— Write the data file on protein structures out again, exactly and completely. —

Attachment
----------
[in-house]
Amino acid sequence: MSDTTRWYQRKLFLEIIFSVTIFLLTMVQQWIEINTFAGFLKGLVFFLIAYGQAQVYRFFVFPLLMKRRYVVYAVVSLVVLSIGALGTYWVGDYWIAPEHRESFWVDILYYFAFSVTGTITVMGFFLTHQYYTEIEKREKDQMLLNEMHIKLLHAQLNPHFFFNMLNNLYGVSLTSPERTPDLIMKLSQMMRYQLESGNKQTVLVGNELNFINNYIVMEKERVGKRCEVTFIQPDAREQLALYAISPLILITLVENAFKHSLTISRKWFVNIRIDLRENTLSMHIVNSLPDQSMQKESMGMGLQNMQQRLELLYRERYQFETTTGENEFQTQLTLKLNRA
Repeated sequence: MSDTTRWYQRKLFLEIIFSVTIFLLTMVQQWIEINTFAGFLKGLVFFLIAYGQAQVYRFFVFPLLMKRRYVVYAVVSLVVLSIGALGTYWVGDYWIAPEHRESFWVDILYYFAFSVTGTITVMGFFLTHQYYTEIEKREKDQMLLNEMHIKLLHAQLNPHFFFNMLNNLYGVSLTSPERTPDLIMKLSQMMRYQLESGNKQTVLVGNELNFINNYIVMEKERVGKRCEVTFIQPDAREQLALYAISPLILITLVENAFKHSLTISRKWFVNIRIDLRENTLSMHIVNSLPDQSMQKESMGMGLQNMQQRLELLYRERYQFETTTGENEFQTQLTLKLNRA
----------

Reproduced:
[in-house]
Amino acid sequence: MSDTTRWYQRKLFLEIIFSVTIFLLTMVQQWIEINTFAGFLKGLVFFLIAYGQAQVYRFFVFPLLMKRRYVVYAVVSLVVLSIGALGTYWVGDYWIAPEHRESFWVDILYYFAFSVTGTITVMGFFLTHQYYTEIEKREKDQMLLNEMHIKLLHAQLNPHFFFNMLNNLYGVSLTSPERTPDLIMKLSQMMRYQLESGNKQTVLVGNELNFINNYIVMEKERVGKRCEVTFIQPDAREQLALYAISPLILITLVENAFKHSLTISRKWFVNIRIDLRENTLSMHIVNSLPDQSMQKESMGMGLQNMQQRLELLYRERYQFETTTGENEFQTQLTLKLNRA
Repeated sequence: MSDTTRWYQRKLFLEIIFSVTIFLLTMVQQWIEINTFAGFLKGLVFFLIAYGQAQVYRFFVFPLLMKRRYVVYAVVSLVVLSIGALGTYWVGDYWIAPEHRESFWVDILYYFAFSVTGTITVMGFFLTHQYYTEIEKREKDQMLLNEMHIKLLHAQLNPHFFFNMLNNLYGVSLTSPERTPDLIMKLSQMMRYQLESGNKQTVLVGNELNFINNYIVMEKERVGKRCEVTFIQPDAREQLALYAISPLILITLVENAFKHSLTISRKWFVNIRIDLRENTLSMHIVNSLPDQSMQKESMGMGLQNMQQRLELLYRERYQFETTTGENEFQTQLTLKLNRA